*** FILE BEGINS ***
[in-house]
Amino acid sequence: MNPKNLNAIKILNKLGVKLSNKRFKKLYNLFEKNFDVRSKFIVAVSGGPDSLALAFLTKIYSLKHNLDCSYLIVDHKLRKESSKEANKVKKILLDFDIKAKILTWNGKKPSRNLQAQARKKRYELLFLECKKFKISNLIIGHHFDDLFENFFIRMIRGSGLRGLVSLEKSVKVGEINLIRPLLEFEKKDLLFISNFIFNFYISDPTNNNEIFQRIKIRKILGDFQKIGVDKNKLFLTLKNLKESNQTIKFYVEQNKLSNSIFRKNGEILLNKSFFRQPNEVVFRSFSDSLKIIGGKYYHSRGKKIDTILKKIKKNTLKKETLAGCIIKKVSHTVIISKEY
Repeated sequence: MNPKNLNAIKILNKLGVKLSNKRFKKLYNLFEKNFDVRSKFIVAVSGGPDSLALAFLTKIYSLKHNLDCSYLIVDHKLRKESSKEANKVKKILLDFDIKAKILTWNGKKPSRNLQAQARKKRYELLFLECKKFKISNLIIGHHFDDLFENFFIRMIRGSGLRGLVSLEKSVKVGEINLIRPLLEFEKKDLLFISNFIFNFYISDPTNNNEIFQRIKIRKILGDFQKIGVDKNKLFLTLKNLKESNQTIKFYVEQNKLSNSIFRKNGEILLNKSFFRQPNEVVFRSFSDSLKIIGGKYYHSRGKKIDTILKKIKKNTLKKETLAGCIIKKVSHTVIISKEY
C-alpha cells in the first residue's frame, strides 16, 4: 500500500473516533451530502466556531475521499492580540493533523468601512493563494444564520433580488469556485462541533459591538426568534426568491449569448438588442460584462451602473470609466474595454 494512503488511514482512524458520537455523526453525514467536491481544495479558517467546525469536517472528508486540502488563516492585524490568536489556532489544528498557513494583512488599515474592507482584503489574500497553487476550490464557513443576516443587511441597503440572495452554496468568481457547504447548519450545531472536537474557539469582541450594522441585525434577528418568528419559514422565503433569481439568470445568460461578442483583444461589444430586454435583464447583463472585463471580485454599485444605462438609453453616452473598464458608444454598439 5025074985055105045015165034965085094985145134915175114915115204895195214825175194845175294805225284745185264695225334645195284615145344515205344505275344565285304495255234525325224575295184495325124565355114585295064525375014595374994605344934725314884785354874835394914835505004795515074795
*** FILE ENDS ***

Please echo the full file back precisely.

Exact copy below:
[in-house]
Amino acid sequence: MNPKNLNAIKILNKLGVKLSNKRFKKLYNLFEKNFDVRSKFIVAVSGGPDSLALAFLTKIYSLKHNLDCSYLIVDHKLRKESSKEANKVKKILLDFDIKAKILTWNGKKPSRNLQAQARKKRYELLFLECKKFKISNLIIGHHFDDLFENFFIRMIRGSGLRGLVSLEKSVKVGEINLIRPLLEFEKKDLLFISNFIFNFYISDPTNNNEIFQRIKIRKILGDFQKIGVDKNKLFLTLKNLKESNQTIKFYVEQNKLSNSIFRKNGEILLNKSFFRQPNEVVFRSFSDSLKIIGGKYYHSRGKKIDTILKKIKKNTLKKETLAGCIIKKVSHTVIISKEY
Repeated sequence: MNPKNLNAIKILNKLGVKLSNKRFKKLYNLFEKNFDVRSKFIVAVSGGPDSLALAFLTKIYSLKHNLDCSYLIVDHKLRKESSKEANKVKKILLDFDIKAKILTWNGKKPSRNLQAQARKKRYELLFLECKKFKISNLIIGHHFDDLFENFFIRMIRGSGLRGLVSLEKSVKVGEINLIRPLLEFEKKDLLFISNFIFNFYISDPTNNNEIFQRIKIRKILGDFQKIGVDKNKLFLTLKNLKESNQTIKFYVEQNKLSNSIFRKNGEILLNKSFFRQPNEVVFRSFSDSLKIIGGKYYHSRGKKIDTILKKIKKNTLKKETLAGCIIKKVSHTVIISKEY
C-alpha cells in the first residue's frame, strides 16, 4: 500500500473516533451530502466556531475521499492580540493533523468601512493563494444564520433580488469556485462541533459591538426568534426568491449569448438588442460584462451602473470609466474595454 494512503488511514482512524458520537455523526453525514467536491481544495479558517467546525469536517472528508486540502488563516492585524490568536489556532489544528498557513494583512488599515474592507482584503489574500497553487476550490464557513443576516443587511441597503440572495452554496468568481457547504447548519450545531472536537474557539469582541450594522441585525434577528418568528419559514422565503433569481439568470445568460461578442483583444461589444430586454435583464447583463472585463471580485454599485444605462438609453453616452473598464458608444454598439 5025074985055105045015165034965085094985145134915175114915115204895195214825175194845175294805225284745185264695225334645195284615145344515205344505275344565285304495255234525325224575295184495325124565355114585295064525375014595374994605344934725314884785354874835394914835505004795515074795